32. Trump insisted his campaign did not collude with Russia, and then rattled off conspiracy theories. When Putin was asked if he had compromising information on Trump, he said, “It’s hard to imagine greater nonsense.”
  33. Former intelligence chiefs condemned Trump. Former CIA Director John Brennan tweeted Trump’s performance “exceeds the threshold of “high crimes & misdemeanors,” calling it, “nothing short of treasonous.”
  34. Former Defense Secretary Chuck Hagel said Trump “failed America today.” Former Director of National Intelligence James Clapper said Trump “essentially capitulated and seems intimidated” by Putin.
  35. Sen. John McCain and several Democrats spoke out forcefully. McCain called the summit “a tragic mistake,” adding Trump delivered “one of the most disgraceful performances by an American president in memory.
  36. On Monday, Director of National Intelligence Dan Coats issued a statement saying U.S. intelligence has been “clear in our assessments of Russian meddling in the 2016 election and their ongoing, pervasive efforts to undermine our democracy.”
  37. On Monday, Trump played down his earlier comments, tweeting, “I have GREAT confidence in MY intelligence people,” adding, “to build a brighter future,” the two largest nuclear powers, “must get along!”
  38. On Monday, other Republicans reacted, but mainly in muted ways, defending the U.S. intelligence community and their assessment, but offering muted criticism of Trump and his behavior.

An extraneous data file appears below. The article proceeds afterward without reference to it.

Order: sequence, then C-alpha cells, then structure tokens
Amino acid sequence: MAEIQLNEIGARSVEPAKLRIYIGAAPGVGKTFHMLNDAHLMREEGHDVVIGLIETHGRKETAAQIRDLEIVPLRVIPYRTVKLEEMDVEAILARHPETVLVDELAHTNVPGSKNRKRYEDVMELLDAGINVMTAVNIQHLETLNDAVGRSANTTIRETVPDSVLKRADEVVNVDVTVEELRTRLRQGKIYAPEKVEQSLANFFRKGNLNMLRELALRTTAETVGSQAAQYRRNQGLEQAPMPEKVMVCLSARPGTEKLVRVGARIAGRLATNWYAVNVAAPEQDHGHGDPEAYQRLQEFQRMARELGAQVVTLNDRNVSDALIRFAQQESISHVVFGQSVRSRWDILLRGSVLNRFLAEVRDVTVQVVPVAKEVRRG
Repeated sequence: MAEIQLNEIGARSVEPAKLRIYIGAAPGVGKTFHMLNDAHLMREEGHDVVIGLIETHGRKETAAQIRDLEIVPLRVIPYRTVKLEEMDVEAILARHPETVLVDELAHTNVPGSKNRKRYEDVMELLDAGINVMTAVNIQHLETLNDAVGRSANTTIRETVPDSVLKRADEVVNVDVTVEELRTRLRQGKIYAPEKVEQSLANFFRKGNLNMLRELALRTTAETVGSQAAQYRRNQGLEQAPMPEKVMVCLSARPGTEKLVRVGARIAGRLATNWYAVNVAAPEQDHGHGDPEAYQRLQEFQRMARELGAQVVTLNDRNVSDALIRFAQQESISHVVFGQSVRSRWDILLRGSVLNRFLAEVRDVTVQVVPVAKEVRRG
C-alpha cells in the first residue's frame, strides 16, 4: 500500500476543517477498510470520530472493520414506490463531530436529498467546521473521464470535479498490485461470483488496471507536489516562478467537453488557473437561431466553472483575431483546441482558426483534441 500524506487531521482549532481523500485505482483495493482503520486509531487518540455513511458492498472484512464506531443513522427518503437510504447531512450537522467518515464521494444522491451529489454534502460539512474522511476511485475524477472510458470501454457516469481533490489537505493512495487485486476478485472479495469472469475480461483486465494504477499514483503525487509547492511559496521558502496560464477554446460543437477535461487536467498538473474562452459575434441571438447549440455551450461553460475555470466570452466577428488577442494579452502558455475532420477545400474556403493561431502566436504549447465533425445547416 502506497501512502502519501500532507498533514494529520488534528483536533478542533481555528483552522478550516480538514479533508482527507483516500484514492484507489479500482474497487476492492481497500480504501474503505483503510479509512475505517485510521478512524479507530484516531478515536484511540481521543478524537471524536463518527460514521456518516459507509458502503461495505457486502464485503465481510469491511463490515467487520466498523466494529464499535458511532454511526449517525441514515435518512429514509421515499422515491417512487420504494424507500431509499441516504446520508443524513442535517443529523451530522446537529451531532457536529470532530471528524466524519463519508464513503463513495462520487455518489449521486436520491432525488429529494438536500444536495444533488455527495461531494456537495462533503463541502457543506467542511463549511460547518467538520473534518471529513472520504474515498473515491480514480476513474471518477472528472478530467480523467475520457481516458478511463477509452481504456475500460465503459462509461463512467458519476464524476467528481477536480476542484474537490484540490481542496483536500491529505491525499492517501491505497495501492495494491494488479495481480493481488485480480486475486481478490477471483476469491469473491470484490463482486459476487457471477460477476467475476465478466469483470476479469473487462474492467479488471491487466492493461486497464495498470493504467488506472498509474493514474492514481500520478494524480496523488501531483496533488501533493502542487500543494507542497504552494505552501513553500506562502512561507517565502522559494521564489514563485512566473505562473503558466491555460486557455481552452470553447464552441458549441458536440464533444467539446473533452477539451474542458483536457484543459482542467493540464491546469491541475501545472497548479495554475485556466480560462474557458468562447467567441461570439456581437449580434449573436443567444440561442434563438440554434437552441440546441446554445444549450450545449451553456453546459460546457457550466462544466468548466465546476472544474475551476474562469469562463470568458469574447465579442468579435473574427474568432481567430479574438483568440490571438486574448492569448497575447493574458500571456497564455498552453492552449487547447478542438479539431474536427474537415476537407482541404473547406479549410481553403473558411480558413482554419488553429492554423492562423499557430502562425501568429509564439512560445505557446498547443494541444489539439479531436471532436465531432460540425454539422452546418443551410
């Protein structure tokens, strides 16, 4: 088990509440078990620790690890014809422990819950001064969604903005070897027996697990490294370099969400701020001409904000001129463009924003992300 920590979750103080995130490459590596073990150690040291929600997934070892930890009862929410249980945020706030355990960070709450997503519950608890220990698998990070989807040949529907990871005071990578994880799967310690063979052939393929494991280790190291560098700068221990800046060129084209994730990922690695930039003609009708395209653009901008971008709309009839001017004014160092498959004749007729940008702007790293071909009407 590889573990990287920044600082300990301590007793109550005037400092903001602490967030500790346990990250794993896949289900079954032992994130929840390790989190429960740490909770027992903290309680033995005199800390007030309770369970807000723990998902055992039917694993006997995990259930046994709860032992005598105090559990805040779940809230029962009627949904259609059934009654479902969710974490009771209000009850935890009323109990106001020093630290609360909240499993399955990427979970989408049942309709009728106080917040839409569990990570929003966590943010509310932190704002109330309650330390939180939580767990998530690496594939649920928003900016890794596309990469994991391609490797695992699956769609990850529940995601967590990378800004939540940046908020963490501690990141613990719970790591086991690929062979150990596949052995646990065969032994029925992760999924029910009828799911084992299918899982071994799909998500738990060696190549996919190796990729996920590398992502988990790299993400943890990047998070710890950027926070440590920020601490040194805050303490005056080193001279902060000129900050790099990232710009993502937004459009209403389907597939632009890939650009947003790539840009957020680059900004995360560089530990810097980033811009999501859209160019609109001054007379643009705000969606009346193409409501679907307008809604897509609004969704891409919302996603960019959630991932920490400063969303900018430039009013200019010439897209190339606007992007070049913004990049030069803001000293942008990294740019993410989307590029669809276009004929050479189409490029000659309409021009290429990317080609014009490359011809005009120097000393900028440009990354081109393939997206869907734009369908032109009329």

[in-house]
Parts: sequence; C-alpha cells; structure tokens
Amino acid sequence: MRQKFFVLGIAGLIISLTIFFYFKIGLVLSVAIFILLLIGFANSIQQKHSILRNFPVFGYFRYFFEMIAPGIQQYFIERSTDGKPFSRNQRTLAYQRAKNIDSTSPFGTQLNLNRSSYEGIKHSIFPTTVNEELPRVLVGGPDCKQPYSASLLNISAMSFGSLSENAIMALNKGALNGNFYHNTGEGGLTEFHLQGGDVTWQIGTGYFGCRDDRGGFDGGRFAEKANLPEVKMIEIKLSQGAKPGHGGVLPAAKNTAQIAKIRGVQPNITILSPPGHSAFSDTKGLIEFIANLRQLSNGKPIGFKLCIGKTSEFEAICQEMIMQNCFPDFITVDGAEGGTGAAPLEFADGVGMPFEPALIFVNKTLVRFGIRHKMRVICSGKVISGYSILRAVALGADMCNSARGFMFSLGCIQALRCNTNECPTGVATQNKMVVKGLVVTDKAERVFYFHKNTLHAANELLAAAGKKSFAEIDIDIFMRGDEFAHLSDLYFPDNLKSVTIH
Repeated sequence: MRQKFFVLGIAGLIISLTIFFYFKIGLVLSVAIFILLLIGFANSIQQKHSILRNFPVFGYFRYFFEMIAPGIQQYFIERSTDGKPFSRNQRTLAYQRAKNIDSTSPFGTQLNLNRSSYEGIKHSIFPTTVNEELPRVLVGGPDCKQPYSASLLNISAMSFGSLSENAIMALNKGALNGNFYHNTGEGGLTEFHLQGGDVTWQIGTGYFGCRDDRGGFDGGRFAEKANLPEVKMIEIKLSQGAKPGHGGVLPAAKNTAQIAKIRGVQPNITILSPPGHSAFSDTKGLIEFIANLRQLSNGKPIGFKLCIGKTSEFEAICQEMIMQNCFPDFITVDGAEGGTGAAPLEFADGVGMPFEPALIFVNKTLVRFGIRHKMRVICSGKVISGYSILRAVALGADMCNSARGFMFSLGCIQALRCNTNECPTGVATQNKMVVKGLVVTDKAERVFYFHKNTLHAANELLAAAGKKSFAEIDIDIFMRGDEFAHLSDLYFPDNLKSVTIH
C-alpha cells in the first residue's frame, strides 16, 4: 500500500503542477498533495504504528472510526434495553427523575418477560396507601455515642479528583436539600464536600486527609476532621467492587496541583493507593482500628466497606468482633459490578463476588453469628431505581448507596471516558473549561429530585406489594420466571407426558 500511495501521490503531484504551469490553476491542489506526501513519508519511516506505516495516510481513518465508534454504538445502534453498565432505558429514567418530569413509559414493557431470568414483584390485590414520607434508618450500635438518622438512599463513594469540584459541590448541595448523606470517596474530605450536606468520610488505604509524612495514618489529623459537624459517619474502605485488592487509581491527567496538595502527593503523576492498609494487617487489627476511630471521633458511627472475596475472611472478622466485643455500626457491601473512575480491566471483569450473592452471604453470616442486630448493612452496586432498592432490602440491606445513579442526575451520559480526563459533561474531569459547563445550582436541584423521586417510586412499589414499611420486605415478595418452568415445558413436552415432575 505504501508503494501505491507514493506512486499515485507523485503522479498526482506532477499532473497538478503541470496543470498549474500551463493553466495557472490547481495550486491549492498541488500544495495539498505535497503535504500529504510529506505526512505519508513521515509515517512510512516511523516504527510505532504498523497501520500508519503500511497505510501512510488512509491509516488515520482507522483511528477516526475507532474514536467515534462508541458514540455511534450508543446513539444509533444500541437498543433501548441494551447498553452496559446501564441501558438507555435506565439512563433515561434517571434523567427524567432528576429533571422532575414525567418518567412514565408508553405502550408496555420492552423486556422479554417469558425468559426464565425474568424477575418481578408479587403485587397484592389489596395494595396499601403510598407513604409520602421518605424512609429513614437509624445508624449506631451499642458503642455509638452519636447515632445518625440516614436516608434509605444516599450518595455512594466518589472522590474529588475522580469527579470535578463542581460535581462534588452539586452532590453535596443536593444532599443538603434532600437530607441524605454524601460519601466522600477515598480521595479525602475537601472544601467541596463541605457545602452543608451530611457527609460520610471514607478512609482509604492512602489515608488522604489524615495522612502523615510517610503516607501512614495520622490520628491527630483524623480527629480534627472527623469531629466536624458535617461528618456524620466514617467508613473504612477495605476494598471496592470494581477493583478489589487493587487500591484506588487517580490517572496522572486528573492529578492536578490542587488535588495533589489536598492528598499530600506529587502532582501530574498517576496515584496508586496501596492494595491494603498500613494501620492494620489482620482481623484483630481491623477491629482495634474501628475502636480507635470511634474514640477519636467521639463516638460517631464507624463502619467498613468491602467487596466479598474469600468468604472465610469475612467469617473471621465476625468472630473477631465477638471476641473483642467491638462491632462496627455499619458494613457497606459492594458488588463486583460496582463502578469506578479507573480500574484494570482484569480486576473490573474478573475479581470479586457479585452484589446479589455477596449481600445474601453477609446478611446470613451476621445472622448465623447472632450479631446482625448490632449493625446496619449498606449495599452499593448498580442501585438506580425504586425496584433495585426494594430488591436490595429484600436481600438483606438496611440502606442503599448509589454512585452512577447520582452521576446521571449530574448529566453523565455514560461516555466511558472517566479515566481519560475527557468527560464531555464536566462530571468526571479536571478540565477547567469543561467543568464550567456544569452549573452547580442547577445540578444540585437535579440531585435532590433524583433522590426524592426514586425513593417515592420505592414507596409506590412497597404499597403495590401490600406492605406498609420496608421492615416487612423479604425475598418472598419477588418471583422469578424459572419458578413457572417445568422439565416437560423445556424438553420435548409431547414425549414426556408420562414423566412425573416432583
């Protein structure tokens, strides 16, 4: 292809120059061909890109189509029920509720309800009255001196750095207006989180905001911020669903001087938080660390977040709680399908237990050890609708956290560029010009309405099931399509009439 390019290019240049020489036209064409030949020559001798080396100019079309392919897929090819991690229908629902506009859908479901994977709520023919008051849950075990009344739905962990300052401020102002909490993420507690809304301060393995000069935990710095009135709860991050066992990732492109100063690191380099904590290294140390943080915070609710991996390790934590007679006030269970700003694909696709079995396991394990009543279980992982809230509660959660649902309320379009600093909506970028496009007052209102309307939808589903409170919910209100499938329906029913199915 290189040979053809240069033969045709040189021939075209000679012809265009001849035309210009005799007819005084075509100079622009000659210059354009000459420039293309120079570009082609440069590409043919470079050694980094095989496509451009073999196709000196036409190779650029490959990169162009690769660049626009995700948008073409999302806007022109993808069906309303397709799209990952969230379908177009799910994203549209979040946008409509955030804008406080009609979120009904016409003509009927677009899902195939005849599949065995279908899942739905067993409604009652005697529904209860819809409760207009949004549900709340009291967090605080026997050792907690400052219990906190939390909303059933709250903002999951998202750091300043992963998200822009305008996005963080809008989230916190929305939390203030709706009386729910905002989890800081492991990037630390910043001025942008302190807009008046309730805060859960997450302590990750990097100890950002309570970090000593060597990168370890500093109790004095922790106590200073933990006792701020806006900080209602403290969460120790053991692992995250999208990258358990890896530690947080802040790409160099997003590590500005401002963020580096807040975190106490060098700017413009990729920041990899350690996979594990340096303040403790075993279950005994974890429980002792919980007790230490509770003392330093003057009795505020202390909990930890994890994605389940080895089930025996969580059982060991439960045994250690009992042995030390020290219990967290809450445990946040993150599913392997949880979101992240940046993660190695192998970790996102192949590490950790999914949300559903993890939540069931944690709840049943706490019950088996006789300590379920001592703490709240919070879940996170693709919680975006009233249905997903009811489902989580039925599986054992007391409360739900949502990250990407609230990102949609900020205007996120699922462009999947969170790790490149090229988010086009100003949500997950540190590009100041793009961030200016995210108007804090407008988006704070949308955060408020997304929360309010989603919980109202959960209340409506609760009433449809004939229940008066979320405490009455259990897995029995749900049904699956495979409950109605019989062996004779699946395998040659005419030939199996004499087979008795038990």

39. Reuters reported Russian establishment viewed the summit as a win for Putin, noting the symbolism of a U.S. leader sitting down with Putin after four years of international isolation triggered by the annexation of Crimea.
  40. Russia state TV reported “Trump is ours,” and joked the U.S. lawmakers came to Russia “to make deals with our hackers” for midterms. They report Putin will run circles around “political neophyte” Trump.
  41. After the summit, in an interview with Sean Hannity that aired Monday night, Trump praised Putin: “I thought President Putin was very, very strong,” adding, “I think we’re doing really well with Russia as of today.”
  42. Late Monday, Trump returned from Helsinki to face protests at the White House. Protestors chanted, “Putin’s puppet” and “traitor” and carried giant letters that spelled out “liar.”
  43. On Tuesday, Motherboard reported Election Systems and Software, the top voting machine maker, admitted in a letter to Sen. Ron Wyden that it installed remote-access software on election-management systems.